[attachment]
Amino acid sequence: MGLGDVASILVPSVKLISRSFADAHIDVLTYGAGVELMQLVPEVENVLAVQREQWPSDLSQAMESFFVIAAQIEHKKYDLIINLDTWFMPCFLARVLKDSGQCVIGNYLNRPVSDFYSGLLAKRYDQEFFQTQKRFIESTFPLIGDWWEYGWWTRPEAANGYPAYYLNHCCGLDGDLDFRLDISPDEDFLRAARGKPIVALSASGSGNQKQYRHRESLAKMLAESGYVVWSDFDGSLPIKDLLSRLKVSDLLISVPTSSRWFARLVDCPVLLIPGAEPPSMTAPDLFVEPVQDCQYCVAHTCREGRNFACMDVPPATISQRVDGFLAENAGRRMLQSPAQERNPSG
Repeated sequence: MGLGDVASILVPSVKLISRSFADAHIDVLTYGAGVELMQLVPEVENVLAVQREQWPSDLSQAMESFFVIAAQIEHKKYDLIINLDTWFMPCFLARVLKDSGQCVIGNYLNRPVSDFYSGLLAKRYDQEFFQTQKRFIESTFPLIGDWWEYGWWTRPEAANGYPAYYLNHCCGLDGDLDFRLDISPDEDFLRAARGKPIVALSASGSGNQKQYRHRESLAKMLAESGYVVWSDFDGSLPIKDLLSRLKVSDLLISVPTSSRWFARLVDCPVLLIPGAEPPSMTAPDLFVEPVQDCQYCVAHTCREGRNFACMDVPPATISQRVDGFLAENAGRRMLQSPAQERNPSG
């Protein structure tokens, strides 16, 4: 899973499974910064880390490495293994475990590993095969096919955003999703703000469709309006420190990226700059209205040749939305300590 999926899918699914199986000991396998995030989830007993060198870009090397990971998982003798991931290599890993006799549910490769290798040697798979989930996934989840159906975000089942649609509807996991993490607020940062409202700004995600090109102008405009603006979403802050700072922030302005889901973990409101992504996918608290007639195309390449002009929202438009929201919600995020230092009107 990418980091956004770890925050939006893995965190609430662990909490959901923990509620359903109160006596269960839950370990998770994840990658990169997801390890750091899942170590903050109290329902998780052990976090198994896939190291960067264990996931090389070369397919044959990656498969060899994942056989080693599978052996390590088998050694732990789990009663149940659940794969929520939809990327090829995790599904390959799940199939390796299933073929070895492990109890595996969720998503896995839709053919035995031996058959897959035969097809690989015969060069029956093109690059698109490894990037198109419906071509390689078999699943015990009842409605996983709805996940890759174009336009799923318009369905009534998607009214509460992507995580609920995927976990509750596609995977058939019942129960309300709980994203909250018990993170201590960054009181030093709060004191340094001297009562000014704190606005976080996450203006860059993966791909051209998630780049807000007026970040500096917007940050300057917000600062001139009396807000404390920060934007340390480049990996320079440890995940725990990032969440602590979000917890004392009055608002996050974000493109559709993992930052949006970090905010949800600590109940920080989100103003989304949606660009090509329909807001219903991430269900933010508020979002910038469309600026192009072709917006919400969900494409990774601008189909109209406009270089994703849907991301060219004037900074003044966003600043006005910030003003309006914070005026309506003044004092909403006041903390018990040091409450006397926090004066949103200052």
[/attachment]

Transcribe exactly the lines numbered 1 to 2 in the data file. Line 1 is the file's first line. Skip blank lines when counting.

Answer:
Amino acid sequence: MGLGDVASILVPSVKLISRSFADAHIDVLTYGAGVELMQLVPEVENVLAVQREQWPSDLSQAMESFFVIAAQIEHKKYDLIINLDTWFMPCFLARVLKDSGQCVIGNYLNRPVSDFYSGLLAKRYDQEFFQTQKRFIESTFPLIGDWWEYGWWTRPEAANGYPAYYLNHCCGLDGDLDFRLDISPDEDFLRAARGKPIVALSASGSGNQKQYRHRESLAKMLAESGYVVWSDFDGSLPIKDLLSRLKVSDLLISVPTSSRWFARLVDCPVLLIPGAEPPSMTAPDLFVEPVQDCQYCVAHTCREGRNFACMDVPPATISQRVDGFLAENAGRRMLQSPAQERNPSG
Repeated sequence: MGLGDVASILVPSVKLISRSFADAHIDVLTYGAGVELMQLVPEVENVLAVQREQWPSDLSQAMESFFVIAAQIEHKKYDLIINLDTWFMPCFLARVLKDSGQCVIGNYLNRPVSDFYSGLLAKRYDQEFFQTQKRFIESTFPLIGDWWEYGWWTRPEAANGYPAYYLNHCCGLDGDLDFRLDISPDEDFLRAARGKPIVALSASGSGNQKQYRHRESLAKMLAESGYVVWSDFDGSLPIKDLLSRLKVSDLLISVPTSSRWFARLVDCPVLLIPGAEPPSMTAPDLFVEPVQDCQYCVAHTCREGRNFACMDVPPATISQRVDGFLAENAGRRMLQSPAQERNPSG